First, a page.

Claire West Flowers Art Game
Are you looking for a fun art project to teach about modern women artists? Going to be absent and need last minute art sub plans? Fill up your sub tub with engaging art lessons like this Claire West flowers art game that engages students. It’s how I get kids excited to learn art history! Step-by-step picture directions and the included PowerPoint presentation with close-up, detailed photos will guide your class from start to finish.
Teach your students about the space, an element of art, as well as what inspires Claire West to paint. Learn how she uses her sketchbook to record ideas for her landscape and still-life paintings. This lesson is perfect for Women’s History Month in March.
Are you trying to foster more independence in your art room? This roll and draw art game makes for the best and most productive early finisher activity for your kids. You can set up a choice-based art center where students select an activity amongst different ones. Print out the game board and directions back to back, put them in a labeled folders, and let them pick what they’d like to create. This is similar to a directed drawing activity in which kids are guided through the art process.
If you’re a teacher looking for a differentiated art lesson that boosts independent thinking, problem-solving, and skill-acquisition, this will do the trick.
Student Directions for Claire West Art Lesson
You will make a Claire West still-life by rolling the die and collecting the different parts to make it.
- First, wet the top half of your paper with water.
- While holding a pastel on its side, quickly rub it horizontally into the wet area. If it dries, dip the bottom of the pastel in water and continue making marks.
- Then, wet the bottom of the paper.
- Rub pastels going vertically in short, choppy strokes. Let it dry.
- Next, roll the die to pick a vase.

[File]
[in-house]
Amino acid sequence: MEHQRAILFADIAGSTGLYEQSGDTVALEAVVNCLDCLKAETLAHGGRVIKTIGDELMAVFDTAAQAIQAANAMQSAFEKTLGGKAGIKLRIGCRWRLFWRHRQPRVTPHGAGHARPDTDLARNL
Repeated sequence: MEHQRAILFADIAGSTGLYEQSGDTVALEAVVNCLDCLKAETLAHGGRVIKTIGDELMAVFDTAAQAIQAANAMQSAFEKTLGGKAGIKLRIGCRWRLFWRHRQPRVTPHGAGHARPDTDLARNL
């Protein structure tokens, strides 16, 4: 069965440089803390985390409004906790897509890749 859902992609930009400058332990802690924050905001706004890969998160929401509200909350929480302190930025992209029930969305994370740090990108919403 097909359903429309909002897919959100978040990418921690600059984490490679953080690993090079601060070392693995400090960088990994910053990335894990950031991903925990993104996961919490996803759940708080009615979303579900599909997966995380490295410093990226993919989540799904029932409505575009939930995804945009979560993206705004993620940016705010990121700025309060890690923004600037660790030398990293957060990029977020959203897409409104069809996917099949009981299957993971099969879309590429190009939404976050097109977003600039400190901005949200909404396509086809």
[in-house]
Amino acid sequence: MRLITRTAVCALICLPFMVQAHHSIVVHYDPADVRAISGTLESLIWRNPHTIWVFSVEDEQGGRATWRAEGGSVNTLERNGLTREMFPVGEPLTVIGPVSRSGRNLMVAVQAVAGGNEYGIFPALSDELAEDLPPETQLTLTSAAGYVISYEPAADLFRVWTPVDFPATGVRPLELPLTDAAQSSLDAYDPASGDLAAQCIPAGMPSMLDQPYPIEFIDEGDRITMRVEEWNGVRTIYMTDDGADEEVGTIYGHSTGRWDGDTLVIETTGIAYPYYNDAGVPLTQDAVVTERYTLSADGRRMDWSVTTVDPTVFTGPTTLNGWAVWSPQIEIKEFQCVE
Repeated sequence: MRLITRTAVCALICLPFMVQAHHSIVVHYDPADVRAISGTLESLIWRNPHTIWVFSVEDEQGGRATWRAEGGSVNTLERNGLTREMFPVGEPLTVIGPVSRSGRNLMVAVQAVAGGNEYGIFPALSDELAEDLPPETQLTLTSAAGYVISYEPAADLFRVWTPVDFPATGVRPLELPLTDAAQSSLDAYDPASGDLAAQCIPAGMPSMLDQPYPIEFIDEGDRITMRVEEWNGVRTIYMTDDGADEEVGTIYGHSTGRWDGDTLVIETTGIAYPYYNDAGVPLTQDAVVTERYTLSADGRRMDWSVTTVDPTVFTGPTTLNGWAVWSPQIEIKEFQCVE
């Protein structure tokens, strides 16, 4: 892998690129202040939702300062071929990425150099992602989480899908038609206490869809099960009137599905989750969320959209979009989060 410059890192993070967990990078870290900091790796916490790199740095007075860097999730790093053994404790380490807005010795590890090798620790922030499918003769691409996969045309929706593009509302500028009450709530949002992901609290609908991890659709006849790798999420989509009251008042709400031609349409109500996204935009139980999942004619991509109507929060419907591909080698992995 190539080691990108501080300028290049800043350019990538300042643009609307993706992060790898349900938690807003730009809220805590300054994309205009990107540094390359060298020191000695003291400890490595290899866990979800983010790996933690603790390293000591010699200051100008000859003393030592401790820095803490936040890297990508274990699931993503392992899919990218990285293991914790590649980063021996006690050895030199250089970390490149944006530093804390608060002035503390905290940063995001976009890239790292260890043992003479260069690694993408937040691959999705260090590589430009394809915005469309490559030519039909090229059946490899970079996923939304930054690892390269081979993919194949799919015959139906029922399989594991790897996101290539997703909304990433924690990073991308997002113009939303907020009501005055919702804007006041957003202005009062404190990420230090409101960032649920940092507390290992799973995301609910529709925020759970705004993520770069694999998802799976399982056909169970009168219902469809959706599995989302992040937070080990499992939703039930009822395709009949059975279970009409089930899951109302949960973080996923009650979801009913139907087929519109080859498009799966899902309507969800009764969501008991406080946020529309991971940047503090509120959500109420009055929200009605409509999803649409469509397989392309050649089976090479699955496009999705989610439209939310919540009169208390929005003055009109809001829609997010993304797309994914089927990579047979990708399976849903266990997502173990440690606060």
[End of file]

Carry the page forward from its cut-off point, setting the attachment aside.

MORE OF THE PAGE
- Using tempera paint and a large brush, paint it. Be sure to place a paper towel under your hand to avoid smudging the pastel.
- Roll the die four more times to pick flowers from the last four columns.
- To paint a flower, drag your brush across the paper to make the shape. Then, load your brush with a blob of paint. Gently dab it on to fill it in. Allow wet parts to dry before adding details.
- Some flowers can be painted by dabbing the side of the brush onto the paper with a large blob of paint.
- While the flowers are wet, finish painting the vase.
- Then, continue painting the rest of your flowers. As some dry, you can overlap new ones to create a sense of depth.
I’ve included three ways kid can generate their design. The first is the game board where students roll the die to select their parts. The second is a “you pick” board. Both of these are printables. And lastly, for teachers needing engaging lessons during distance learning, I’ve added digital spinner wheels!
First, print out the Claire West art game and picture directions back-to-back. Then give your students dice and watch them have fun creating their own art project independently. If you have access to a smartboard or projector, use the accompanying PowerPoint presentation. It will guide the kids during each part of the art project.
Once completed, have your class use the self-assessment rubrics to evaluate their artwork based on craftsmanship, creativity, following directions, work habits, project goals, and clean up. And then have them complete the “Big Ideas” sheet so they can connect the creation process to their learning.
If you are substituting or need a fast finisher activity, use the included coloring page.
3rd – 5th Grade
Main Learning Objective
Students will be able to paint a Claire West inspired vase of spring flowers using mixed media.
- Washable Tempera Paints
- Watercolor Paper or Heavy 90lb. White Drawing Paper
- Soft Pastels
You Will Receive
- 13-Page, Non-Editable PDF (Claire West Flowers Art Game)
- 13-Page, Non-Editable PowerPoint Presentation
- Dice Game
- Choice-Based Drawing Version of the Game
- Claire West Biography Handout
- Step-by-Step Picture Tutorial and Directions
- Visual Arts Self-Assessment Rubrics
- Artist “Big Ideas” Reflection Sheets
- 8, “I CAN” Statements Aligned to the Studio Habits of Mind
- Practice Drawing Page
- Coloring Page
- Paperless Google Drive digital resource for students (also for use in Google Classroom, Schoology, Canvas, Seesaw, Microsoft OneDrive, Teams, and anywhere else you can share a link to a file…link on the bottom of page 2)
- Digital Spinner Wheels in the download as well as on Google Slides and YouTube (links on the bottom of page 3)